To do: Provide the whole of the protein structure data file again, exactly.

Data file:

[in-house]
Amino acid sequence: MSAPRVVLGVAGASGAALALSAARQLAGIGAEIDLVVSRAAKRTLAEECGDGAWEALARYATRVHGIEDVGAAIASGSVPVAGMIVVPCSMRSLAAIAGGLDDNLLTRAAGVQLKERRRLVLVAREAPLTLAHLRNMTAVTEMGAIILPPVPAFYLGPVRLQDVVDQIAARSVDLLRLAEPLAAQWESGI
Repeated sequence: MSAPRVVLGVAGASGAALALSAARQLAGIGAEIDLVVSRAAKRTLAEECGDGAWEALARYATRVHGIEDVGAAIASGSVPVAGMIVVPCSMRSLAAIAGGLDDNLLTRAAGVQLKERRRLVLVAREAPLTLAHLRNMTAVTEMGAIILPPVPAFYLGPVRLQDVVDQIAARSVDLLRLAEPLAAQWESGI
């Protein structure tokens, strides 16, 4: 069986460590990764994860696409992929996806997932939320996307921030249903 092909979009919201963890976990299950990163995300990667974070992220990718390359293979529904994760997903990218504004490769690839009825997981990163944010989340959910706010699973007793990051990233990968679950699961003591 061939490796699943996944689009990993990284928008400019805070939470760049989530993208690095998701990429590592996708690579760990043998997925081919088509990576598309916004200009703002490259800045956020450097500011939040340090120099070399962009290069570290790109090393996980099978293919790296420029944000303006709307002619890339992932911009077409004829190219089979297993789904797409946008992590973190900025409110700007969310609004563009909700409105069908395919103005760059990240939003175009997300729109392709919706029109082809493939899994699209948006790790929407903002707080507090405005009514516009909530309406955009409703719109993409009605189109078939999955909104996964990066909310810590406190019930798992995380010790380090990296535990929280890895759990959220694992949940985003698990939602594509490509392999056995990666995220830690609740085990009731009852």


[in-house]
Amino acid sequence: MSAPRVVLGVAGASGAALALSAARQLAGIGAEIDLVVSRAAKRTLAEECGDGAWEALARYATRVHGIEDVGAAIASGSVPVAGMIVVPCSMRSLAAIAGGLDDNLLTRAAGVQLKERRRLVLVAREAPLTLAHLRNMTAVTEMGAIILPPVPAFYLGPVRLQDVVDQIAARSVDLLRLAEPLAAQWESGI
Repeated sequence: MSAPRVVLGVAGASGAALALSAARQLAGIGAEIDLVVSRAAKRTLAEECGDGAWEALARYATRVHGIEDVGAAIASGSVPVAGMIVVPCSMRSLAAIAGGLDDNLLTRAAGVQLKERRRLVLVAREAPLTLAHLRNMTAVTEMGAIILPPVPAFYLGPVRLQDVVDQIAARSVDLLRLAEPLAAQWESGI
């Protein structure tokens, strides 16, 4: 069986460590990764994860696409992929996806997932939320996307921030249903 092909979009919201963890976990299950990163995300990667974070992220990718390359293979529904994760997903990218504004490769690839009825997981990163944010989340959910706010699973007793990051990233990968679950699961003591 061939490796699943996944689009990993990284928008400019805070939470760049989530993208690095998701990429590592996708690579760990043998997925081919088509990576598309916004200009703002490259800045956020450097500011939040340090120099070399962009290069570290790109090393996980099978293919790296420029944000303006709307002619890339992932911009077409004829190219089979297993789904797409946008992590973190900025409110700007969310609004563009909700409105069908395919103005760059990240939003175009997300729109392709919706029109082809493939899994699209948006790790929407903002707080507090405005009514516009909530309406955009409703719109993409009605189109078939999955909104996964990066909310810590406190019930798992995380010790380090990296535990929280890895759990959220694992949940985003698990939602594509490509392999056995990666995220830690609740085990009731009852």